Gastroesophageal Reflux Disease (GERD); Treatment.
The treatment of GERD typically occurs in a stepwise approach. By working closely with their health care professional, finding the right course of action can lead to an improved quality of life for most sufferers. For mild cases, those with only infrequent symptoms, all that may be required are changes in your diet, avoiding certain activities and over-the-counter medications. For more persistent symptoms, such as daily heartburn or symptoms that occur at night, a prescription medication may be required. Only in some special cases is surgery considered an option.
The cornerstone for all treatments begins with lifestyle changes. The key to these changes requires understanding what triggers and activities are contributing to your symptoms.
If you are having symptoms of GERD, here are some of modifications you can make in your life to prevent acid reflux:
Implement dietary changes.
* Eat smaller portions at mealtimes and snacks. Smaller portions pass quicker into your small intestine than large ones, thus decreasing the chance of acid reflux. Large portions also distend the stomach and trigger relaxations of the lower esophageal sphincter.
* Lose weight if you are overweight. (Obesity may contribute to GERD because the extra weight increases the pressure on your stomach and the lower esophageal sphincter, allowing reflux to occur.)
* Avoid lying down after eating a meal or snack for at least two-to-three hours. Go for a walk after a meal; not only will this help prevent GERD symptoms, but it will also burn some extra calories.
* Avoid foods and drinks that trigger symptoms. Common food triggers include fatty or fried foods, such as fried chicken, cream sauces, mayonnaise or ice cream Other problem foods to avoid include mints, chocolate, alcohol, coffee, tea, sodas, citrus fruits and tomatoes. These foods relax the lower esophageal sphincter muscle allowing stomach contents to wash back up or they are acidic and irritate the lining of the esophagus.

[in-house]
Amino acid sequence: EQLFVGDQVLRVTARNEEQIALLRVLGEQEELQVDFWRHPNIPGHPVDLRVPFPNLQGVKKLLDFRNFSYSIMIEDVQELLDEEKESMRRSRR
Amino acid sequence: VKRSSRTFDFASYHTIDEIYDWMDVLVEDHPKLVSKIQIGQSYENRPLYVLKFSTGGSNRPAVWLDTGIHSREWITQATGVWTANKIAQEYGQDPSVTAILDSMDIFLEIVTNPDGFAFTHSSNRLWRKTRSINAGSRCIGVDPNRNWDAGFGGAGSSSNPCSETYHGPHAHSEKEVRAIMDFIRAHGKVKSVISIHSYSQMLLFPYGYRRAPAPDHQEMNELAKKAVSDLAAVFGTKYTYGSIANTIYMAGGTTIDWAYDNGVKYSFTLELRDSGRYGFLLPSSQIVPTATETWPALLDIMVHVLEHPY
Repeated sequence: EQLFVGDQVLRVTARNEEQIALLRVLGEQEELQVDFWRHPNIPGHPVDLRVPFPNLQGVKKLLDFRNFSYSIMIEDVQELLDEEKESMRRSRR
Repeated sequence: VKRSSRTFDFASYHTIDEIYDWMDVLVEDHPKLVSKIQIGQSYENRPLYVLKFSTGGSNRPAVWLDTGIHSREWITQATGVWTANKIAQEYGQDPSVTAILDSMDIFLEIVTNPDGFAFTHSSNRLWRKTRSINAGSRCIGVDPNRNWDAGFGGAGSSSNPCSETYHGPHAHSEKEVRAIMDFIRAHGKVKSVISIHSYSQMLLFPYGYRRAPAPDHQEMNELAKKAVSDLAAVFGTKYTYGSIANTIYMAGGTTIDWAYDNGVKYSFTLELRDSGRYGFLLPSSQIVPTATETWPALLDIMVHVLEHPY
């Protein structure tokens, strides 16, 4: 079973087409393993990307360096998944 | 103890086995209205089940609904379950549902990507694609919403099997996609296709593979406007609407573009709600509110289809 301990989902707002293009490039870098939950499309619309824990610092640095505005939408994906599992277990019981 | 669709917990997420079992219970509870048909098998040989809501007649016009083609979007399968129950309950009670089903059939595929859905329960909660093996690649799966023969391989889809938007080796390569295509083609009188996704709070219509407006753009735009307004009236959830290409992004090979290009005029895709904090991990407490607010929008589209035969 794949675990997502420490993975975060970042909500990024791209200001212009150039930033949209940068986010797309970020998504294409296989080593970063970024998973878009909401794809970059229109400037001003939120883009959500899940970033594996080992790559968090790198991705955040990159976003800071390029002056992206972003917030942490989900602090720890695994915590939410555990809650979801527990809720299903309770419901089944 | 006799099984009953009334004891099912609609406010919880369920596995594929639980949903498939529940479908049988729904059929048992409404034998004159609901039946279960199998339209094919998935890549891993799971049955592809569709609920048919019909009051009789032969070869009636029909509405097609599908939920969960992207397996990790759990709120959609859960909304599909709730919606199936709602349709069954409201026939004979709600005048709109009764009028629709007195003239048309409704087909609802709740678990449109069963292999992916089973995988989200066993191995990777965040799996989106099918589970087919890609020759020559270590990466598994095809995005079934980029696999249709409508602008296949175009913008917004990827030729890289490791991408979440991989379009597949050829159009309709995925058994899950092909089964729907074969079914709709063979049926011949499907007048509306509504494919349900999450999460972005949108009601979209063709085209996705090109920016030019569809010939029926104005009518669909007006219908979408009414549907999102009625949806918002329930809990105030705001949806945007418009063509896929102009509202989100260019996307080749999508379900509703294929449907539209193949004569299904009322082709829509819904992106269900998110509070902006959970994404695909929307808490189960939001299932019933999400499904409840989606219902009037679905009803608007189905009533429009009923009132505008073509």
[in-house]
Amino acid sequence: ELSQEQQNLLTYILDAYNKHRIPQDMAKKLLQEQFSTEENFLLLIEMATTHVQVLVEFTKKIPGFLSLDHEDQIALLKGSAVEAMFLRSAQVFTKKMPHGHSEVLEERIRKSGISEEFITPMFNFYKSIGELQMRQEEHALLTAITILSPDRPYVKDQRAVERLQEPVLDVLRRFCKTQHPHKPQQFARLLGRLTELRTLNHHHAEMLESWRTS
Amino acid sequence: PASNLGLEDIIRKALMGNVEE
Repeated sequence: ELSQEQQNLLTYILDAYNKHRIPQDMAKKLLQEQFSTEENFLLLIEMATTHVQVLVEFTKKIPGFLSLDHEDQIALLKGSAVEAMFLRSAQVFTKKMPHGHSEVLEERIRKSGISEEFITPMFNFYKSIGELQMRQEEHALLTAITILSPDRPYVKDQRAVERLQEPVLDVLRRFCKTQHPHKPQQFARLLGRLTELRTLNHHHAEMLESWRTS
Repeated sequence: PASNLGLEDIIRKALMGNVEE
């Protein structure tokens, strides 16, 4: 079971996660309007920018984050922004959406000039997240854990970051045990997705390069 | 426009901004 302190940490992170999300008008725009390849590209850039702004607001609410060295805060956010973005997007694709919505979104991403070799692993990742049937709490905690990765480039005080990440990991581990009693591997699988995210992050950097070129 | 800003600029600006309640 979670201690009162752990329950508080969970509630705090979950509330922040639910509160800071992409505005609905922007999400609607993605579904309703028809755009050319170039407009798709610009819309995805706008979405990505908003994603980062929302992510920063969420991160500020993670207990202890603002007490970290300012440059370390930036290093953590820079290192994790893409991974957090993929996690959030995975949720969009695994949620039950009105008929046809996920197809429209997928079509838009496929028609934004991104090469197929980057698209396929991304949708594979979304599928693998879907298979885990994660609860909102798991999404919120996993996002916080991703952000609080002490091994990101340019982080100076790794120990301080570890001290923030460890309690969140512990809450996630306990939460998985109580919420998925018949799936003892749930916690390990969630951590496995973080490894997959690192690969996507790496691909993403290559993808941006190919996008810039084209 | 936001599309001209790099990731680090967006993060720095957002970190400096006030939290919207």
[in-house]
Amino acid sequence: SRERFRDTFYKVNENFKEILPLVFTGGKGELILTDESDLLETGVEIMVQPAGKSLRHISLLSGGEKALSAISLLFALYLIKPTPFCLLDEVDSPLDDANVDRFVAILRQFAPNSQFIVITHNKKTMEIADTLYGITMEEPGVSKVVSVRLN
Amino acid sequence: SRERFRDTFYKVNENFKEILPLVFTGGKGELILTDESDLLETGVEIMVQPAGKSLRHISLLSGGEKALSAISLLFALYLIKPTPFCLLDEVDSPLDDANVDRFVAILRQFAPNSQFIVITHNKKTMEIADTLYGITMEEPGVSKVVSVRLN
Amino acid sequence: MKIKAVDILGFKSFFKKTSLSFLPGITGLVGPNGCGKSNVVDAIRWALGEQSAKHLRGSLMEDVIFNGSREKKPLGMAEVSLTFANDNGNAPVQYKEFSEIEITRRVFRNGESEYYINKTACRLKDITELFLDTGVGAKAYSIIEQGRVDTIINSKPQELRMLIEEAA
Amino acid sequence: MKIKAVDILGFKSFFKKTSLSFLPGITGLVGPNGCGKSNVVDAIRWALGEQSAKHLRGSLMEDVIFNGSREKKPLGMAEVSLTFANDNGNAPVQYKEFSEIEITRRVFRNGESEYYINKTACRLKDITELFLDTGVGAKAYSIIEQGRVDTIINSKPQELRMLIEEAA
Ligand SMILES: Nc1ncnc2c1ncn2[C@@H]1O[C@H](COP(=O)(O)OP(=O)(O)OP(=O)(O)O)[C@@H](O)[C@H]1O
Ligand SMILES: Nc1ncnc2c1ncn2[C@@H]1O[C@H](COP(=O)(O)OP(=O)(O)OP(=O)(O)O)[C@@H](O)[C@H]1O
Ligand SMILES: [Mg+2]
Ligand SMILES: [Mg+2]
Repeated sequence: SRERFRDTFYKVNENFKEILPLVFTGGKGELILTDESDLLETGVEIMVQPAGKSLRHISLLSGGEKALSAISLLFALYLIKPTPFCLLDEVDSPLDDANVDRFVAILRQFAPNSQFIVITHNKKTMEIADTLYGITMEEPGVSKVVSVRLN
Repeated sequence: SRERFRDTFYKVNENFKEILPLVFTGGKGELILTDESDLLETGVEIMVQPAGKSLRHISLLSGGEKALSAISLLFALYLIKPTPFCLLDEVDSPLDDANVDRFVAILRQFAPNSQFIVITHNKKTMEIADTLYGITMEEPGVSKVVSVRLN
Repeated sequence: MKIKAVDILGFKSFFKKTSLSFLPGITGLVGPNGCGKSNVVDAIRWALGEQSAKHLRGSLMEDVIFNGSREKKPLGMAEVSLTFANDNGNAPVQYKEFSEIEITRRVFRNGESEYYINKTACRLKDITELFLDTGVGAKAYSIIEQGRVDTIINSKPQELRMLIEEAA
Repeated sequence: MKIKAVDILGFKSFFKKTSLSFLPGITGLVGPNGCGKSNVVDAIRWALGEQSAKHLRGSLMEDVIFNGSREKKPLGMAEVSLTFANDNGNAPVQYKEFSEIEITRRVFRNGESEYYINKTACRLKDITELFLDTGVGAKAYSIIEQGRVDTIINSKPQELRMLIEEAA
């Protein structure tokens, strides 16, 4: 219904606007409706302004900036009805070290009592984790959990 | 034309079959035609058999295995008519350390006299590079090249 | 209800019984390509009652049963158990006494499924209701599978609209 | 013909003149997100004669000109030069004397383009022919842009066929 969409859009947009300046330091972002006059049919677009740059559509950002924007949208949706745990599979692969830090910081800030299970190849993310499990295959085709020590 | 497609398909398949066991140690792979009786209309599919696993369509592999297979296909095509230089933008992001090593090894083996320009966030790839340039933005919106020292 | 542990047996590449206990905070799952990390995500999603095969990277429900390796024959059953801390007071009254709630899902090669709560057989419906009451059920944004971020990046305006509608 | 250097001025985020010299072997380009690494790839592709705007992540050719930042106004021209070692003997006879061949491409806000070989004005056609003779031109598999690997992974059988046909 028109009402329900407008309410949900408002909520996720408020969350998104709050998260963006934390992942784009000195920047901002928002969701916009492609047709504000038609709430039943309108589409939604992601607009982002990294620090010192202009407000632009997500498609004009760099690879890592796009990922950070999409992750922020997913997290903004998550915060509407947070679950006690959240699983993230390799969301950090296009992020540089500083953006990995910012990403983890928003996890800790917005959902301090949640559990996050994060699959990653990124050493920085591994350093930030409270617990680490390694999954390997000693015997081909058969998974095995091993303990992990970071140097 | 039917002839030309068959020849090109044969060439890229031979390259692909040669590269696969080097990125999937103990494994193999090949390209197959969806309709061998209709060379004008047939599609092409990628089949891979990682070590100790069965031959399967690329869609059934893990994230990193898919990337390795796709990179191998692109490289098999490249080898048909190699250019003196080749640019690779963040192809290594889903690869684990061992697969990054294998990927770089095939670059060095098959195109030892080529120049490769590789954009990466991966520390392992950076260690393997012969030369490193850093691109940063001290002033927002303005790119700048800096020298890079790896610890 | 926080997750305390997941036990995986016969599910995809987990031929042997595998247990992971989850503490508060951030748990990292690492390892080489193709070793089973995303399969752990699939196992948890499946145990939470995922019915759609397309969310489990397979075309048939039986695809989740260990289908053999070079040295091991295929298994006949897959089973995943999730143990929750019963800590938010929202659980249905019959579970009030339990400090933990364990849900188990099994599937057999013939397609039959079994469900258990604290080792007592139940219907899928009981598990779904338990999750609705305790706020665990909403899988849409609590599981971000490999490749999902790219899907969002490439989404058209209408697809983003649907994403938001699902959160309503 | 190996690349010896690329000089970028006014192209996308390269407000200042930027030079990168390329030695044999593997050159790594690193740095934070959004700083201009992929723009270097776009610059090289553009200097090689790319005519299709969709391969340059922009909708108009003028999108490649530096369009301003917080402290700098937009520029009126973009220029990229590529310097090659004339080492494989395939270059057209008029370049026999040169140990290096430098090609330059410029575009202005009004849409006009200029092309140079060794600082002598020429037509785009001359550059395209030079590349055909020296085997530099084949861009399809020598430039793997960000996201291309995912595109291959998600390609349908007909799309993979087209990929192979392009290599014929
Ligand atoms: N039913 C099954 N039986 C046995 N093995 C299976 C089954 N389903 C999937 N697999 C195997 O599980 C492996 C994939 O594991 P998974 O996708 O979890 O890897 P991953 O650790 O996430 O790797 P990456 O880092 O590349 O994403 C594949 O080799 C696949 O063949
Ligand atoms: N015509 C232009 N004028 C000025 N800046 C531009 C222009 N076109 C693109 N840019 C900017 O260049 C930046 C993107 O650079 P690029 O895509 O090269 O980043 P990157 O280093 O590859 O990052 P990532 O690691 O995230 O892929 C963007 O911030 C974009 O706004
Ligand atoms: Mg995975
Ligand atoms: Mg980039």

* If you smoke or use tobacco products, stop using them. Smoking damages the digestive system and some studies indicate that smoking relaxes the lower esophageal sphincter. Smoking also reduces the amount of bicarbonate in saliva, thus reducing its ability to protect the esophagus from stomach acid. Some nicotine replacement therapies (nicotine patch, nicotine gum) can cause indigestion, stomach pain and vomiting. Discuss possible side effects of these products with your health care professional before using them.
Avoid certain body positions and clothing.
* Tight clothing around your abdomen, such as girdles, tight jeans and elastic waist bands, can increase pressure on your stomach and lower esophageal sphincter.
* Elevate the head of your bed by six to eight inches or sleep on a wedge pillow to aid gravity to clear the acid refluxate back into the stomach.
* Bending over after eating can cause symptoms of GERD. Bend at your knees if you have to pick something up and avoid exercises that require you to bend at your waist. Additionally, avoid exercising after a heavy meal.
* Certain medications may make symptoms worse. Some of these include theophylline, which is used to treat asthma and emphysema; hormones such as progesterone, which can be found in birth control pills and some medications used to treat the symptoms of menopause; certain medications for the nervous system; calcium channel blockers, alpha blockers and beta blockers, which are used to treat heart conditions and high blood pressure; and anticholinergic drugs, which can be present in medications used to treat Parkinson's and certain over-the-counter cold preparations. If you think a medication you are taking might be contributing to your symptoms check with your health care professional about possibly changing to an alternative.
Medications Used to Treat GERD
Treating GERD with medications also may be an option. For certain patients some drugs will work better than others will or some dosages may have to be adjusted. Many patients will have to take medication for the rest of their lives; others may only needed it for short periods of time. Finding the right medication(s) and dosing schedules may take time. If symptoms persist while taking medication or if they return after discontinuing them, consult your health care professional. If symptoms of GERD occur during pregnancy, consult with your obstetrician before taking any medications.
Here's an overview of the most common medications used in the treatment of GERD: